Import ban on used trucks and buses accelerates slowdown in auto industry

ISUZU East Africa, General Motors (GM) mechanics assemble an ISUZU truck. [Phillip Orwa, Standard]

Kenya has stepped up its efforts to develop a robust local automotive industry by banning the import of used buses and trucks.

The ban came into effect last Friday and is expected to play a key role in the growth of the local vehicle assembly industry.

The Kenya Bureau of Standards (Kebs) announced plans in May to roll out new standards aimed at improving safety on Kenyan roads. Apart from buses and trucks, Kebs also intends to ban the import of used tractor heads and engines from next year.

The standards body has given importers of used tractors and prime movers less than three years old a grace period of until June 30 next year, after which they will also be banned and only new units may be imported into the country.

Vehicle assemblers and auto parts makers hope this will result in a major boom for their businesses while creating more jobs and broadening the government’s tax revenue base.

Foreign investors

The Kenya Private Sector Alliance (Kepsa) noted that the move could see more foreign investors pouring big money into the country’s auto industry.

“In Kenya, the automotive industry has the potential to contribute significantly to the growth of the manufacturing sector. Globally, the auto industry has been a mainstay of industrialization for many economies and a key driver of macroeconomic growth and technological progress,” said the lobby’s chief executive, Carole Kariuki, in a statement. last week.

Ms. Kariuki noted that a thriving automotive assembly sector would not only benefit vehicle assemblers and parts manufacturers, but also other industries that have backward and forward ties to the automotive industry. vehicle assembly.

“The automotive industry has a long value chain, creating linkages both upstream and downstream. Backward links include the design and manufacture of vehicle bodies and other components, not to mention that the automotive industry consumes steel, iron, aluminum, plastic, glass, carpet , textiles, computer chips, rubber and much more,” she said.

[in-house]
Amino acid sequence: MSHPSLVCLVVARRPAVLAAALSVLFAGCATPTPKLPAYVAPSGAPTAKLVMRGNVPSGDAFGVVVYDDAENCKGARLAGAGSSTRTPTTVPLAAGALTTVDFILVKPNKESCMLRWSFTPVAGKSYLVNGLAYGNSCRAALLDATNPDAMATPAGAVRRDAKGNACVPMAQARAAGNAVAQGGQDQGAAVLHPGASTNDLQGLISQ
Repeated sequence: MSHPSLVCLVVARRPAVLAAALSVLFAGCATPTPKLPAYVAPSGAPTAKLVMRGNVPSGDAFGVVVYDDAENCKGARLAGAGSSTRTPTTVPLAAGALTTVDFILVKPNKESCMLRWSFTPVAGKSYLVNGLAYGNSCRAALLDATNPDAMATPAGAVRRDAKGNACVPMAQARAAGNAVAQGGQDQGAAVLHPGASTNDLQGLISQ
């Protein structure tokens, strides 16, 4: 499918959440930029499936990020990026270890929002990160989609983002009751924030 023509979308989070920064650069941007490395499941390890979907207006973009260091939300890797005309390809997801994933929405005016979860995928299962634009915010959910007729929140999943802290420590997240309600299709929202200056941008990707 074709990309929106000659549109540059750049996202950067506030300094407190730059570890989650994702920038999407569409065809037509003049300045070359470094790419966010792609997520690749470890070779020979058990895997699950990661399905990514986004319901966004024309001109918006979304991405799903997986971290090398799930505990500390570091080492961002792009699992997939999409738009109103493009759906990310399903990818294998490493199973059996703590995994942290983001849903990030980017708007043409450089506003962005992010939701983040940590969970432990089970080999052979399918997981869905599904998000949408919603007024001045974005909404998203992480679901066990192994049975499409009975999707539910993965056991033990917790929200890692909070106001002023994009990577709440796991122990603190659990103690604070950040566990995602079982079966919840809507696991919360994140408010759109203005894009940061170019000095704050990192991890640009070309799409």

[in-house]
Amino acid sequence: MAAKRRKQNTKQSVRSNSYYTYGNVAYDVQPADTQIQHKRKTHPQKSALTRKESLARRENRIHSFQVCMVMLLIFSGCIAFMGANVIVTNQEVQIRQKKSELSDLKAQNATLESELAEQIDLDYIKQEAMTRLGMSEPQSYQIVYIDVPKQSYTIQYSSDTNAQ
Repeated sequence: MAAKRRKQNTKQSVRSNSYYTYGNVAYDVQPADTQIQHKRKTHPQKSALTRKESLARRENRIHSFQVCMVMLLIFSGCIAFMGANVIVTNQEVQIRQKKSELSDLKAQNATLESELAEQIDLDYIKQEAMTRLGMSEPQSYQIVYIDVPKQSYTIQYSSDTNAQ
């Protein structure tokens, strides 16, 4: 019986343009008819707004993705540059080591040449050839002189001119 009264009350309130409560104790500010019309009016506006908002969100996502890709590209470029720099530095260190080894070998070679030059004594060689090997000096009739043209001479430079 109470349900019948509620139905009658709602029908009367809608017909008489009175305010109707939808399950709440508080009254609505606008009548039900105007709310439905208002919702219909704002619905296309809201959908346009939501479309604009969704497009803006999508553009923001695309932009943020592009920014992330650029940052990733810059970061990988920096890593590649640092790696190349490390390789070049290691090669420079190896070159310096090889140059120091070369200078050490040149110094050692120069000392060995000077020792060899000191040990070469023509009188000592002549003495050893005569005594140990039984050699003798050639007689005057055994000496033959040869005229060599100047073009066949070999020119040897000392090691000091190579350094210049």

“The industry is creating forward linkages through car dealerships, garages, leasing companies, insurance companies and financial institutions, among others.”

Kepsa noted that the new policy could be key to increasing demand for locally manufactured units and, in turn, attracting investors to increase investment in parts production and even vehicle assembly locally.

“The move to Kenyan 1515 standards…is a significant incentive to increase the volume of locally produced vehicles, thereby attracting investment into the industry. Foreign direct investment (FDI) is widely seen as a catalyst that promotes economic development,” Ms. Kariuki said.

“As many countries compete to attract FDI, it becomes important for policy makers in the country to understand the effect of FDI on productivity. Policies that reduce the import age of vehicles are normal for countries that want to develop a sustainable automotive industry such as South Africa, Morocco and Egypt, which are also our competitors as far as the area of free trade of the African continent.

Auto parts makers expect demand for locally made parts to increase significantly as assemblers engage them more. Auto Springs East Africa managing director Nephat Njengwa said the ban will allow the automaker to operate at full capacity from the current two-thirds.

“I think in the next two years we will see demand grow four times,” Njengwa explained.

“That means more jobs, more revenue for the government in terms of taxes, and a trickle down effect to our suppliers and other service providers.”

The Kenya Association of Manufacturers (KAM) in a 2020 report noted that some of the major impediments to the growth of local industry include inadequate tax incentives, poor enforcement of public procurement law provisions and the disposal of assets which provides for local sourcing requirements, the absence of a skilled workforce and low thresholds for the importation of vehicles, especially second-hand.

The Ministry of Industrialization has also recently started to implement the National Automotive Policy.

The policy, through targeted interventions, is expected to increase the number of locally assembled units by 20,000 per year from the current 10,000 units.

But the lobby has recently acknowledged the government’s efforts to develop the industry.

According to KAM, this will play a role in the growth of the industry. “There is an increase in the importation of used vehicles into the Kenyan market, which is leading to a drop in demand for locally manufactured vehicles. This is because imported second-hand products have an unfair competitive cost advantage, which inhibits the growth of local producers,” KAM said in the report.

In addition to the implementation of standards that restrict the importation of used vehicles, KAM noted in June that other measures recently put in place and essential to the growth of the automotive industry also include the promulgation of regulations on local assembly. as part of the Buy Kenya, Build Kenya initiative.

“We remain optimistic about the full implementation of the policy. By doing so, we will see a reduction in overreliance on imported used vehicles,” said Job Wanjohi, Policy, Research and Advocacy Manager.

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